Conversation at McDonalds — differing views on work by McDonald’s employees

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This post spins out from a conversation overheard recently at a McDonald’s one evening while I was chilling there surfing  the internet and working on various writing projects. Two McDonald’s employees were working on taking care of the trash from the various trash cans, discussing techniques used. Somehow the conversation turned to this exchange:

Employee 1: “You’ve heard about the right to work… It is a privilege to work.”

Employee 2: “I thought it was a requirement. Hey, we are working at McDonald’s.”

Employee 1: “It is still a privilege.”

Which is right? Perhaps they both are.

It was interesting to see those contrasting attitudes, both at the same level of staff at McDonald’s. The same, and yet so different. To the one, who said work was a responsibility, he actually was expressing an attitude of entitlement. The one who said it was a privilege, saw work as a gift, to be treasured.

The one who saw work as a requirement was right, in that we cannot avoid work in life. But if we see it as only a requirement, we lose any sense of the joy it is meant to impart, the sense of purpose it can give. We also can fall into a sense of entitlement, almost that we are due work, a job, no matter what or how well we do it. (I didn’t impart the full conversation, but employee #2 did have that undercurrent to his conversation.)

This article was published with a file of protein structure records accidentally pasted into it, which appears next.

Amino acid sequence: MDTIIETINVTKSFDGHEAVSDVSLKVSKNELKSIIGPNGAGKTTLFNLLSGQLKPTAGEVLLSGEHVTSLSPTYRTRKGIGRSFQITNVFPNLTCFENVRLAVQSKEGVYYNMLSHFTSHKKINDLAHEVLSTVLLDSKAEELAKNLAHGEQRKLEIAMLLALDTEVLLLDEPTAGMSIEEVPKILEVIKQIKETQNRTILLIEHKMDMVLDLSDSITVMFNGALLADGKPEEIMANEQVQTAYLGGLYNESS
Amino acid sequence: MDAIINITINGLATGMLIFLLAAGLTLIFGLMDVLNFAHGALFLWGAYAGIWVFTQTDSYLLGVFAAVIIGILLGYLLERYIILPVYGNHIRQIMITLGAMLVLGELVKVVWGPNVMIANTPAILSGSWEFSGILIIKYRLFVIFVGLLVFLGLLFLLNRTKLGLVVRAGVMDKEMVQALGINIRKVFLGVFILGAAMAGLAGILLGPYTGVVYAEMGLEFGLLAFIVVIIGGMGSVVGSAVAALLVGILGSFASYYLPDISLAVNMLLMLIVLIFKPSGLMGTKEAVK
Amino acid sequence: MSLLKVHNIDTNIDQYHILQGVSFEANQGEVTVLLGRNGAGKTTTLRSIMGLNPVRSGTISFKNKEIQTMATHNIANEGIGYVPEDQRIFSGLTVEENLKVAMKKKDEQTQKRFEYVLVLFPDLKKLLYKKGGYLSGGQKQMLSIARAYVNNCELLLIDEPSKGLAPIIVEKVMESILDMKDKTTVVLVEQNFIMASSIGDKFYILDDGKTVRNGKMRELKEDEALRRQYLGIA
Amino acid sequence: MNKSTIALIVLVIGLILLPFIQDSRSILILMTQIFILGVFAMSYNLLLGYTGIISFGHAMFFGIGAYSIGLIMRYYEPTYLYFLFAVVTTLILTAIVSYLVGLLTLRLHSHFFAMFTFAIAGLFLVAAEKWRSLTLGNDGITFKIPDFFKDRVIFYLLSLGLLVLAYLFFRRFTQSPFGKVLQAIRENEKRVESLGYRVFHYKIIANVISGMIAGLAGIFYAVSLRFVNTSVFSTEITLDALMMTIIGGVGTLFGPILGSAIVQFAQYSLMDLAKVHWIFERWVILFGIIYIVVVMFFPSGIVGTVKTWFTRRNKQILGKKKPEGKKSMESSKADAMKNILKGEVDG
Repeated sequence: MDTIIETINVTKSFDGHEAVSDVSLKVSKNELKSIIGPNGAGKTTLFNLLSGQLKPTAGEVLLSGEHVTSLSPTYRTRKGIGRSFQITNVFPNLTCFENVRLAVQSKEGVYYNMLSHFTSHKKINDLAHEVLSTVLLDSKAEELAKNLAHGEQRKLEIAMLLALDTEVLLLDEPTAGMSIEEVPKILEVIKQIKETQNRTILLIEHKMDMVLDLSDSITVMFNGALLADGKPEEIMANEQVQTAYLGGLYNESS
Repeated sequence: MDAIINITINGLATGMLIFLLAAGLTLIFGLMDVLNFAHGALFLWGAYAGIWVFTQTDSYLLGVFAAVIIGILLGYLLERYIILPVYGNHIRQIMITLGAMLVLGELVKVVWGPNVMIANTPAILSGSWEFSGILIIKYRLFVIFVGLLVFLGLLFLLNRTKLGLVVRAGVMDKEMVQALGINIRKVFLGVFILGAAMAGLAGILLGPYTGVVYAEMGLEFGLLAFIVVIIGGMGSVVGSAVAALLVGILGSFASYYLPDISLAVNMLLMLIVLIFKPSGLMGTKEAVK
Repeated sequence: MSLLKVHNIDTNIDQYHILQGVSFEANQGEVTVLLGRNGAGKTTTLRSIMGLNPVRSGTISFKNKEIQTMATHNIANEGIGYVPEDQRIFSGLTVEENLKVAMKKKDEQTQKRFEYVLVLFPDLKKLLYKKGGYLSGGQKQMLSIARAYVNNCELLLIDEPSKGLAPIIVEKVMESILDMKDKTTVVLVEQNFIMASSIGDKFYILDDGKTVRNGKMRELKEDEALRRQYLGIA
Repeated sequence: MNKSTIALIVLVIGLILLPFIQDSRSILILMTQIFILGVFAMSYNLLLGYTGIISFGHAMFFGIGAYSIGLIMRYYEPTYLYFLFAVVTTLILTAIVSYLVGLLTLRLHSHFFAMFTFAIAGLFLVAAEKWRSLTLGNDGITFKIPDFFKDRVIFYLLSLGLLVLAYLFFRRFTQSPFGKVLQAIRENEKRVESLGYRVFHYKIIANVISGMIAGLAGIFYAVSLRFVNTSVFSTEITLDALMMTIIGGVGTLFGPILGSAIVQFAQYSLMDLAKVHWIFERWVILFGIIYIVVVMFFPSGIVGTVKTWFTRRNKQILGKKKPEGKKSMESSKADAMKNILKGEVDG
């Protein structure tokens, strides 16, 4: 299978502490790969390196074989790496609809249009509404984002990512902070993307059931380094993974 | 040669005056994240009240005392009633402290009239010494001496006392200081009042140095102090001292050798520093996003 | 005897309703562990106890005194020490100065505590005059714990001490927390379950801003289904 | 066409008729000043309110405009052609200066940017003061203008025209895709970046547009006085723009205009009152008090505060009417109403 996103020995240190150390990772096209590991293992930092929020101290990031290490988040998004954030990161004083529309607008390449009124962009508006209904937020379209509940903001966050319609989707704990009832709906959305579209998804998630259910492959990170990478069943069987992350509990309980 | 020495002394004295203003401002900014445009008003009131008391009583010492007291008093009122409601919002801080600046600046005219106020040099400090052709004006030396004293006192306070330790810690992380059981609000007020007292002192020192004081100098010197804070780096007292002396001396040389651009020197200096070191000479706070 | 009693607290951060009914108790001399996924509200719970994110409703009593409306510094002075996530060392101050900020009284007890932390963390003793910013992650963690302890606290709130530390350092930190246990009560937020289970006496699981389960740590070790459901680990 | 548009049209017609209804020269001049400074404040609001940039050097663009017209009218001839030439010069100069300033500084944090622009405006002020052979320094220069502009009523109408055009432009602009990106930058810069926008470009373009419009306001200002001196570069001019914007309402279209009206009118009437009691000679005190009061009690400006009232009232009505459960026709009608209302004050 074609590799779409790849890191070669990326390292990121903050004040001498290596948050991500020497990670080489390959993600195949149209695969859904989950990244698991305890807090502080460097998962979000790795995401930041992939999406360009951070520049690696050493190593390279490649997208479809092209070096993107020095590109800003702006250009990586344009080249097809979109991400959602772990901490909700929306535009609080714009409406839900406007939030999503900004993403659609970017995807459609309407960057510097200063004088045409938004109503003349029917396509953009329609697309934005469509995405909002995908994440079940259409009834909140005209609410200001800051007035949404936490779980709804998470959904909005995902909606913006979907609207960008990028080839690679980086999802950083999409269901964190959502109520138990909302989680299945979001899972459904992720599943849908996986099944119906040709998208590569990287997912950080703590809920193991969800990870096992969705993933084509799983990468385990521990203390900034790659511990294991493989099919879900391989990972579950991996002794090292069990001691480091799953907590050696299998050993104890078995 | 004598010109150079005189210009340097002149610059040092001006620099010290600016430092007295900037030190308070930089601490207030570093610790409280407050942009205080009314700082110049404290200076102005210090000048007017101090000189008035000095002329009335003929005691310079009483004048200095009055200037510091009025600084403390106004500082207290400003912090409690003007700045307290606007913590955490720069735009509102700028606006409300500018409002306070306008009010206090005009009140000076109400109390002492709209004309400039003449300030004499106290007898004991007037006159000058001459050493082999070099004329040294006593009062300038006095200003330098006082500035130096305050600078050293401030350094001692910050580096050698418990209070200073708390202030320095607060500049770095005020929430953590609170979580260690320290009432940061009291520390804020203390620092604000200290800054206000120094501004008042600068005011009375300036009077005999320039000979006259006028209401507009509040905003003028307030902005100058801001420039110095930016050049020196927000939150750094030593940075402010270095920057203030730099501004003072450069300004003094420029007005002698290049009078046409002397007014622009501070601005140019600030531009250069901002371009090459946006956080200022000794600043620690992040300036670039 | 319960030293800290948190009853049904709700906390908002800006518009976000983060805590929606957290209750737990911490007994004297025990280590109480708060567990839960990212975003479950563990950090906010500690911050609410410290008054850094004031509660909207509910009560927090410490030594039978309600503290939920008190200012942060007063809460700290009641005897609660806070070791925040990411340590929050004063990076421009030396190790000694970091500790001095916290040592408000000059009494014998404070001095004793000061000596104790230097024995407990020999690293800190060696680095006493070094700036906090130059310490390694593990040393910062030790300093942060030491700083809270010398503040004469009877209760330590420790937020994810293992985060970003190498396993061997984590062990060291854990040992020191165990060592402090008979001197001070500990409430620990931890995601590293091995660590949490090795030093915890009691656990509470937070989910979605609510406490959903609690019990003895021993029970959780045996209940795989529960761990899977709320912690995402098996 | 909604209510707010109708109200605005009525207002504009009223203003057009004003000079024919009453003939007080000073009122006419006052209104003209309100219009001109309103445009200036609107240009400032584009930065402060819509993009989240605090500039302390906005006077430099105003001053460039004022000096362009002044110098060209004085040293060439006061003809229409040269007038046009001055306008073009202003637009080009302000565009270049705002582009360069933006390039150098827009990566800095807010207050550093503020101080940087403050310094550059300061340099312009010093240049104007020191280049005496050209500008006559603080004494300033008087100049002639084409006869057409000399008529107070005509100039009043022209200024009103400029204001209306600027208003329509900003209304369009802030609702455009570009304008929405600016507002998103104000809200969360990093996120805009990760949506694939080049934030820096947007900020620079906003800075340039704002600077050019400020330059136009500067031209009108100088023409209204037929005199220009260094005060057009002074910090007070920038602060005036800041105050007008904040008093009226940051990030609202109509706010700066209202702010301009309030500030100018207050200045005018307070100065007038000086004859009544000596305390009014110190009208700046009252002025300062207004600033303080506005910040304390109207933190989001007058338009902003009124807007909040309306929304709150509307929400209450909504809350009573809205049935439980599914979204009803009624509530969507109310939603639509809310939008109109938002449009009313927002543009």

Employee #1 saw work as a privilege. He didn’t have a complaint about his wages, which was a subtext of Employee #2. He counted it a blessing to have a job — at McDonald’s — and to do the best he could at it.

We go to that McDonald’s quite often of an evening to write, and have had the chance for the odd conversation with Employee #1. In those we have learned how he has had to walk a fair distance in all sorts of weather to get to and from work. And yet that work is a blessing. He doesn’t feel himself poor, and entitled, but blessed, and privileged to make his own way as best he can, with the talents given to him.

For myself, I wouldn’t want to take away the privilege of work from Employee #1 by valuing his job beyond what he can afford to be paid, requiring his employer to hire someone of greater skill. Nor would I devalue his labor by making it unnecessary for him to work and stealing the dignity he earns along with his wages.

We need to be careful how we propose to help such people — sometimes we don’t realize what our help may actually cost them.

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